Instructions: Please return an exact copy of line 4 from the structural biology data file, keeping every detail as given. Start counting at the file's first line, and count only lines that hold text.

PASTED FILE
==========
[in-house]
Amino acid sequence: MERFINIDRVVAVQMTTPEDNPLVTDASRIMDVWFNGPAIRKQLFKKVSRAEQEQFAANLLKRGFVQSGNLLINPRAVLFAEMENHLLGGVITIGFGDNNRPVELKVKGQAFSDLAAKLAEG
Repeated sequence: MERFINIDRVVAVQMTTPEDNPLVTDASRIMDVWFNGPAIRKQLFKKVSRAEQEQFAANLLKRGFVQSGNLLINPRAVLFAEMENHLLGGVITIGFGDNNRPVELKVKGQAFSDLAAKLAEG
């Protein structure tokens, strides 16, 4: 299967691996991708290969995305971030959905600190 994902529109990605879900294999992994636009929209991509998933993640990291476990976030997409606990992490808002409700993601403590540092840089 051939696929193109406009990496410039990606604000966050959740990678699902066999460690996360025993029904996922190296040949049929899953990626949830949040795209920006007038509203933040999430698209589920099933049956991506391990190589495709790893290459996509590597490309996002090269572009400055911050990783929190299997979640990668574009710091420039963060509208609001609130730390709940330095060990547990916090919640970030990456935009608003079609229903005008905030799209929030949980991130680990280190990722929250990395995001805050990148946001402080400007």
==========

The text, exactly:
């Protein structure tokens, strides 16, 4: 299967691996991708290969995305971030959905600190 994902529109990605879900294999992994636009929209991509998933993640990291476990976030997409606990992490808002409700993601403590540092840089 051939696929193109406009990496410039990606604000966050959740990678699902066999460690996360025993029904996922190296040949049929899953990626949830949040795209920006007038509203933040999430698209589920099933049956991506391990190589495709790893290459996509590597490309996002090269572009400055911050990783929190299997979640990668574009710091420039963060509208609001609130730390709940330095060990547990916090919640970030990456935009608003079609229903005008905030799209929030949980991130680990280190990722929250990395995001805050990148946001402080400007």